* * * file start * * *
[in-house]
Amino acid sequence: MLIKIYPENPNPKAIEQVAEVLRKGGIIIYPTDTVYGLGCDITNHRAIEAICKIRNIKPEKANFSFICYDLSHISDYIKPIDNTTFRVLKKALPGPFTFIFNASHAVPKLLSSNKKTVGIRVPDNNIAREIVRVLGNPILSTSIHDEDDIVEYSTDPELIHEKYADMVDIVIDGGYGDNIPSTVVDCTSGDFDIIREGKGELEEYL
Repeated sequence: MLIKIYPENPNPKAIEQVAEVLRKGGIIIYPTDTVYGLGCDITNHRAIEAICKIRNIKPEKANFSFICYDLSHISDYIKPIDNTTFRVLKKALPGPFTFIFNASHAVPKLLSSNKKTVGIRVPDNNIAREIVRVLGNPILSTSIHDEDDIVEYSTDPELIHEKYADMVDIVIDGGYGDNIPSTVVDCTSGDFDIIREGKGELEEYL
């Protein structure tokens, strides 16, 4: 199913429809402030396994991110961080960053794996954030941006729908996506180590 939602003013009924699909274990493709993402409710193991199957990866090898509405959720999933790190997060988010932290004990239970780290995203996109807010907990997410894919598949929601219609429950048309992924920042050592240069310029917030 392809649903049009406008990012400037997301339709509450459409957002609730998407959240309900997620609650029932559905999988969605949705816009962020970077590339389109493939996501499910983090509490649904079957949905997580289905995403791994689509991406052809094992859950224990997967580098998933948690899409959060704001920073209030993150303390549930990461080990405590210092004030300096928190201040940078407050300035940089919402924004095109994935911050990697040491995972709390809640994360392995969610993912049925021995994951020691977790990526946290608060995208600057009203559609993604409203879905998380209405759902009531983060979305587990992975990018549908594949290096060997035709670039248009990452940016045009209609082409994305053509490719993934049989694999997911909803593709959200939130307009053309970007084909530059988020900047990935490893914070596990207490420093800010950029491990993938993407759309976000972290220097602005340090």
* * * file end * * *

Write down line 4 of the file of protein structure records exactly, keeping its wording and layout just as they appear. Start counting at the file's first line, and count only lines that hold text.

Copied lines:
């Protein structure tokens, strides 16, 4: 199913429809402030396994991110961080960053794996954030941006729908996506180590 939602003013009924699909274990493709993402409710193991199957990866090898509405959720999933790190997060988010932290004990239970780290995203996109807010907990997410894919598949929601219609429950048309992924920042050592240069310029917030 392809649903049009406008990012400037997301339709509450459409957002609730998407959240309900997620609650029932559905999988969605949705816009962020970077590339389109493939996501499910983090509490649904079957949905997580289905995403791994689509991406052809094992859950224990997967580098998933948690899409959060704001920073209030993150303390549930990461080990405590210092004030300096928190201040940078407050300035940089919402924004095109994935911050990697040491995972709390809640994360392995969610993912049925021995994951020691977790990526946290608060995208600057009203559609993604409203879905998380209405759902009531983060979305587990992975990018549908594949290096060997035709670039248009990452940016045009209609082409994305053509490719993934049989694999997911909803593709959200939130307009053309970007084909530059988020900047990935490893914070596990207490420093800010950029491990993938993407759309976000972290220097602005340090």